If we assume no uncertainty, we can use equation (3) to measure the investment wedge as well. With that assumption, however, we find that 1/(1 + T,,) is higher than its 1929 level throughout the 1930's: according to this measurement, the underlying distortions that manifested themselves as investment wedges actually diminished in the Great Depression. This conclusion is not plausible; hence, we will propose an alternative method for assess- ing investment wedges.

A. Tlze Prototype Economy with Eflciency and Labor Wedges

First, we ask: What fraction of output fluctu- ations can be accounted for by the efficiency and labor wedges? We answer this question by simulating our prototype economy with our measured wedges and comparing the result to actual U.S. data. We find that together these wedges can account for essentially all of the fluctuations in U.S. output between 1929 and 1939.

We start by independently inserting the se- ries for each of the two wedges into the pro- totype model and setting the other wedges to their 1929 levels. We assume that consumers believe that in each year from 1930 through 1932 it is equally likely that, in the following year, the wedges will stay at their current levels, revert to the 1929 levels, or take on the values in the data. From 1933 on, we assume perfect foresight.

With the efficiency wedge alone, the proto- type economy generates much of the observed downturn in output, but much too rapid a recov- ery. As can be seen in Figure 2, for example, by 1933 output falls about 26 percent in the model and about 35 percent in the data. By 1939, the efficiency-wedge model generates an output de- cline of only 6 percent rather than the observed 20 percent. As can also be seen in Figure 2, the reason for this rapid recovery is that the efficiency-wedge model completely misses the continued sluggishness in labor from 1933 on- ward. For investment, this model shows a sim- ilar fall as in the data from 1929 to 1933. but a


---Efficiency wedge -. . -..-Labor wedge


faster recovery. Here and throughout, labor is per capita man-hours, while investment is de- trended and normalized by output in 1929.

In our model with only labor wedges, out- put falls only about half as much by 1933 as output actually fell: 17 percent vs. 35 percent. By 1939, output in both this model and the data have fallen about 20 percent. The labor- wedge model misses the sharp decline in in- vestment from 1929 to 1933, but it does generate the sluggishness in labor input after 1933.

These observations suggest investigating a prototype economy with^ both efficiency and labor wedges. We thus simulate an economy with our constructed series for these two wedges with the investment wedge set to its 1929 level. Figure 3 shows that the result- ing model captures both the downturn in output and the slow recovery remarkably well. It also generates the sluggishness in labor after 1933 and does reasonably well on investment.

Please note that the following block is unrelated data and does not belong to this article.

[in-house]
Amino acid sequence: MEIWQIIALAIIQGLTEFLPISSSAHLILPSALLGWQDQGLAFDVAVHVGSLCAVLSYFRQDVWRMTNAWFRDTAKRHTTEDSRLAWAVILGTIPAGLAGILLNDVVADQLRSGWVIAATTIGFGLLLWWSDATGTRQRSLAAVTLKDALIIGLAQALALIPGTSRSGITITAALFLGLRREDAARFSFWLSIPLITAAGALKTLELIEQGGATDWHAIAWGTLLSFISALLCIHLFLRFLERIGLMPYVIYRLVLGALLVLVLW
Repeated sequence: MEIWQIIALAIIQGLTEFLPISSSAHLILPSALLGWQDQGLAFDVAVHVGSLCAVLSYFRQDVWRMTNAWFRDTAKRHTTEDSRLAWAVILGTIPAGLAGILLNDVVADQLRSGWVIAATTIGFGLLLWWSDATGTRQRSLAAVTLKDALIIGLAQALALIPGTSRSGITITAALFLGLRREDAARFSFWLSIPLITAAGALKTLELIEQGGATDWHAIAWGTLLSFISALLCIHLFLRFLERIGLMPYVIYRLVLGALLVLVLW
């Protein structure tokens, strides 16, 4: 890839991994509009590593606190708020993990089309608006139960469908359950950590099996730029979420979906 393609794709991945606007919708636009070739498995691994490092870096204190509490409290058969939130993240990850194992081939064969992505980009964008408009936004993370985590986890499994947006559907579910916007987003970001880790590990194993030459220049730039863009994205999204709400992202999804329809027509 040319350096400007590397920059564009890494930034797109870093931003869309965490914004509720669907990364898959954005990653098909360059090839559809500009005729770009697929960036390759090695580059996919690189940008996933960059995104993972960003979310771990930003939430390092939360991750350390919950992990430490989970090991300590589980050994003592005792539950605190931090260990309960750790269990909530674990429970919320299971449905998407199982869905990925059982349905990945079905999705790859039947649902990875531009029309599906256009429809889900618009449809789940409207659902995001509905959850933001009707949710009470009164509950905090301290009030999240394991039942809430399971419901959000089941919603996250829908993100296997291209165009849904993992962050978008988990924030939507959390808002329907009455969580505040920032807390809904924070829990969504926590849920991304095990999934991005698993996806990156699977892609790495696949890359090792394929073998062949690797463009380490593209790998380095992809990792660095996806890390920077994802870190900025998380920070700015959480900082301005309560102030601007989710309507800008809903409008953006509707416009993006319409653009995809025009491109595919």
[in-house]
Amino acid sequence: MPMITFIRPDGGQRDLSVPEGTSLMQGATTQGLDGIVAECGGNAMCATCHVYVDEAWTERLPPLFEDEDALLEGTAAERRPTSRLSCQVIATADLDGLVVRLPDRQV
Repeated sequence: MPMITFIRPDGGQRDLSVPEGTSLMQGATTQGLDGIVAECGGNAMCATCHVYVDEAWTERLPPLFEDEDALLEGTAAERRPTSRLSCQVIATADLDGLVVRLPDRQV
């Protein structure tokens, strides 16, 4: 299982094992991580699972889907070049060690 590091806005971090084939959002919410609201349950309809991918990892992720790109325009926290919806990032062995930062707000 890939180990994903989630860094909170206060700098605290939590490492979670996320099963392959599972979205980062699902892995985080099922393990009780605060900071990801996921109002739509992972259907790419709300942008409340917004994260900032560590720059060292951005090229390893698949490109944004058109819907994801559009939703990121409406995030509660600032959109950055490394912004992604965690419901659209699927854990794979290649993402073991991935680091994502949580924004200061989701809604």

B. The Prototype Economy with Investment Wedges

What fraction of outuut fluctuations can be accounted for by the investment wedge? Our difficulties in inferring a reasonable level of that wedge from the U.S. data make us wary of trying to answer this question by simply putting in the wedge 1/(1 + T,,) inferred from a deterministic version of equa- tion (3). Instead, we consider a prototype economy with the efficiency and labor wedges set to their 1929 levels and let the invest- ment wedge be whatever it must be in order for the model to generate the actual invest- ment series. In a sense, by attributing all movements in investment to this wedge, we are overstating its contribution to output fluctuations.

In Figure 4, we see that the prototype econ- omy with an investment wedge generates only a modest fall in output from 1929 to 1933 and does not generate the recovery after 1933.


While this economy does generate a recovery in labor, the effect on output is offset because the capital stock is lower due to the cumula- tive effect of the decade-long investment slump.

111. Conclusion

Our business-cycle accounting suggests that research on the Great Depression should focus on building detailed models with underlying distortions that produce efficiency and labor wedges. Building models of investment wedges is not likely to yield a high payoff.


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Bordo, Michael D.; Erceg, Christopher J. and Evans, Charles L. "Money, Sticky Wages, and the Great Depression." American Eco- nomic Review, December 2000, 90(5), pp. 1447-63.

Carlstrom, Charles T. and Fuerst, Timothy S. "Agency Costs, Net Worth, and Business Fluctuations: A Computable General Equi- librium Analysis." American Economic Re- view, December 1997, 87(5), pp. 893-910.

Chari, V. V.; Kehoe, Patrick J. and McGrattan, Ellen R. "Business Cycle Accounting." Un- published manuscript, Research Department, Federal Reserve Bank of Minneapolis, 2002a.

. "Accounting for the Great Depression." Federal Reserve Bank of Minneapolis Research Department Working Paper No. 619, 2002b.